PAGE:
“You are here for the desecration. Follow me.”

Mathieu Kassovitz had Jean-Christophe Grange adapt his (Grange) own novel for the screen. It is a very interesting whydunit set in a mountainous region of France.

The outdoor cinematography here is gorgeous. The nature shots are spectacular including long shots of a superb rockface waterfall and helicopter tracking shots of glaciers high atop the mountains. The scene where Pierre and Fanny are climbing down into an ice crevasse is breathtaking.

Almost as fascinating to look at are some superb shots of architecture particularly some elegant stone work.

The English translation of this film is very troublesome. There are whole sections of dialogue that are clearly not translated at all. It is as if the transcriptionist was deciding which bits were important to read and which were extraneous detail.

Jean Reno is always excellent in my opinion. Heck I even enjoyed him in the American Godzilla remake (even though the film was not good). Vincent Cassel is a bundle of energy as the other cop, Max. Nadia Fares is the glaciologist Fanny Fereira.

With the exception of the subtitle issue, this film is very similar in nature to The Da Vinci Code.

I enjoyed the film and do give it a watch recommendation but with reservations. The translation is very frustrating – I imagine that if you understand French this is much more enjoyable.

If you really enjoy this film then stick Crimson Rivers 2: Angels of the Apocalypse in your DVD queue.

People Watch: Look for director Mathieu Kassovitz in a cameo as a hooded killer attacking Pierre.

Ronin – Robert De Niro week

This week I’d like to celebrate one of our great American actors – Robert De Niro. Netflix has a slew of instant movies featuring De Niro including Ronin.

Ronin

WATCH: Ronin (1998) – Rated R for strong violence and language.

“Director John Frankenheimer helmed this action thriller at full throttle. A briefcase with undisclosed contents — sought by Irish terrorists and the Russian mob — makes its way into criminals’ hands. An Irish liaison (Natascha McElhone) assembles a squad of mercenaries, or ronin, charged with the thorny task of recovering the case. But the team, led by an ex-CIA agent (Robert De Niro), mistrusts one another. Can they accomplish their mission?”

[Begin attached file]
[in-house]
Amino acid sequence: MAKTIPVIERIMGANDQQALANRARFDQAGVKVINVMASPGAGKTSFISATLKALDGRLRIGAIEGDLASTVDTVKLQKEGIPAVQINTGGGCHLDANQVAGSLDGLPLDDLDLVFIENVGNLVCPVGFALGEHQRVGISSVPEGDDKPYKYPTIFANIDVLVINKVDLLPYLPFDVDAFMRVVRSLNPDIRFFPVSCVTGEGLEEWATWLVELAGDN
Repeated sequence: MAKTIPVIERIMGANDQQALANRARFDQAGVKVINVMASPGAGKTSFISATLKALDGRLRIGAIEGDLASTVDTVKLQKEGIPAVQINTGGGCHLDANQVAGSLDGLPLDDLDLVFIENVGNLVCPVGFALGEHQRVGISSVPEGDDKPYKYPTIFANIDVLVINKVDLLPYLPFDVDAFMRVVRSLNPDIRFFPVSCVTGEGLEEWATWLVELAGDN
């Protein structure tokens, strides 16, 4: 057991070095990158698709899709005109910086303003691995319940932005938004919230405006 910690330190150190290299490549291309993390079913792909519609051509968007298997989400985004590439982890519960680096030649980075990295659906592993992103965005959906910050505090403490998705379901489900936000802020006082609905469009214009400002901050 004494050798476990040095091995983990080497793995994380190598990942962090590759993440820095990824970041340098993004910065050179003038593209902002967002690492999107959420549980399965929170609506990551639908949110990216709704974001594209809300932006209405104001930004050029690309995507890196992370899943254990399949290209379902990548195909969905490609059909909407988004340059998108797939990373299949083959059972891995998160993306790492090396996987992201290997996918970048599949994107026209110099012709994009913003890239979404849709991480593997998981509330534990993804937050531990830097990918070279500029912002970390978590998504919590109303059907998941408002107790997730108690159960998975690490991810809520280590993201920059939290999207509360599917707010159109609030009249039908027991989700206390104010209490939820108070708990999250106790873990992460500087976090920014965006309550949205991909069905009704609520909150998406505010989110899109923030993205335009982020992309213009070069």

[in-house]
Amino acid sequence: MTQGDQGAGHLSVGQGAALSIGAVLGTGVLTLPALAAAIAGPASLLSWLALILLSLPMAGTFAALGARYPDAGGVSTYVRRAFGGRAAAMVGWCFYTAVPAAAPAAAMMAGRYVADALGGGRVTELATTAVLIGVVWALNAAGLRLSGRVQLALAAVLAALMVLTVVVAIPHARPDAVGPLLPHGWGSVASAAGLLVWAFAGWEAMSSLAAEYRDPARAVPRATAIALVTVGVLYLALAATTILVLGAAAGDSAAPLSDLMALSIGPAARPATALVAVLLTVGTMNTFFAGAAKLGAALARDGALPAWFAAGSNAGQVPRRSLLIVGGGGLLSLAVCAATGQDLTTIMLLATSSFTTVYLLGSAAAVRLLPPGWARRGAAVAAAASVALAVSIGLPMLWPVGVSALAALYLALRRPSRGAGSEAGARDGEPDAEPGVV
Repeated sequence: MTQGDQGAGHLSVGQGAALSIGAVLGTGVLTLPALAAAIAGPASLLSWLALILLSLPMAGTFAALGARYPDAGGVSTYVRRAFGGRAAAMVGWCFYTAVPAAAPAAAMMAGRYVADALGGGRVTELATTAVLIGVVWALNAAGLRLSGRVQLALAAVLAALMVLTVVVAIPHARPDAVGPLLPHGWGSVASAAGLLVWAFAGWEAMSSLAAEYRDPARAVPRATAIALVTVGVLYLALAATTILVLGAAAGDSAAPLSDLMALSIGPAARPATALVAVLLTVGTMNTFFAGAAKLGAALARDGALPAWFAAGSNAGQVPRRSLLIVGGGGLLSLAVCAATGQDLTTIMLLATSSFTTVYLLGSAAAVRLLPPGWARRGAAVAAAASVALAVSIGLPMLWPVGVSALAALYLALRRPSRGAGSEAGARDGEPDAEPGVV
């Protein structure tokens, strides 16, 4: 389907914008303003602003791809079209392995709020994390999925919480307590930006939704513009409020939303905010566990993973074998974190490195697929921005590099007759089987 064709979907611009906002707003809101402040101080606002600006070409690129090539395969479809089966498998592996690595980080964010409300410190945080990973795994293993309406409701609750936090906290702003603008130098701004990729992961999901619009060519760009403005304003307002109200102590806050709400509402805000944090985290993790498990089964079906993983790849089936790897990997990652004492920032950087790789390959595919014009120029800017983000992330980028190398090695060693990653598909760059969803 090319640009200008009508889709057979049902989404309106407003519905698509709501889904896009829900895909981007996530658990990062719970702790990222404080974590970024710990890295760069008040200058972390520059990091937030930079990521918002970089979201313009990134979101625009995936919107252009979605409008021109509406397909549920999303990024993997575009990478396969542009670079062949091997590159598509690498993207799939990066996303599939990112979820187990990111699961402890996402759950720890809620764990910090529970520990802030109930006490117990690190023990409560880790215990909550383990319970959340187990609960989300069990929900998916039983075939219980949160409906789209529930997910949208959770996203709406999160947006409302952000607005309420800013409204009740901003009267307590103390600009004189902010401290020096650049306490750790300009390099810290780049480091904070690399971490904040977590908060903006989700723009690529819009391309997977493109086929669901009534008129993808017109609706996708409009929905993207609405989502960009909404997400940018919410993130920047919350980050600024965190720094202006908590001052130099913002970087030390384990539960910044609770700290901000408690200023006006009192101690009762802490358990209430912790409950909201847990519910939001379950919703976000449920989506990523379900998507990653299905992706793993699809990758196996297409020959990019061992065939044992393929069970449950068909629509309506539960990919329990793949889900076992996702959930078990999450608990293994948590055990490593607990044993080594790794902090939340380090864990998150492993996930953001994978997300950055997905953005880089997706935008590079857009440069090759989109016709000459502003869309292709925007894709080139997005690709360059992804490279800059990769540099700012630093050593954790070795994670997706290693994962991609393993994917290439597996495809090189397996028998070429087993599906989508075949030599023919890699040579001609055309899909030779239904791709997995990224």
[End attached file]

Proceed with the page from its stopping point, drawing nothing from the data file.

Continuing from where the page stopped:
“You’re scared!” – “Of course I’m scared. You think I’m reluctant because I’m happy?”

Wow! I’d say that they don’t make action thrillers like this any more but the French still do (Taken is marvelous). Ronin is an exceptional thriller with REAL car chases. There are two very good car chases and one AMAZING car chase (Formula 1 driver Jean-Pierre Jarier was one of the drivers) in this film. No green screen, only practical effects, no spastic jump cuts, no inappropriately sped-up photography – this movie is a real throwback.

Director John Frankenheimer crafts a marvelous movie here. He strikes a good balance between action, acting and exposition. He was responsible for a slew of classic 60s and 70s thrillers including The Manchurian Candidate, Black Sunday, The Train and Seven Days in May. It is sad to say that he directed only one more feature film after this one – the execrable Reindeer Games.

The cast is wonderful. Robert De Niro dynamically plays an incredibly competent freelance operative and you can’t help but take him seriously through the whole film. Jean Reno does a good job of underplaying here and complements De Niro well. Natascha McElhone plays a very strong female – thankfully not your standard damsel in distress. The rest of the ensemble cast (Sean Bean, Stellan Skarsgard, and Skipp Sudduth) is excellent as are Michael Lonsdale and Jonathan Pryce in smaller roles.

Ronin is excellent and I highly recommend it if you enjoy an action thriller with some intelligence, good acting and character development.

People Watch: Yes that really is Olympic star Katarina Witt as Natacha.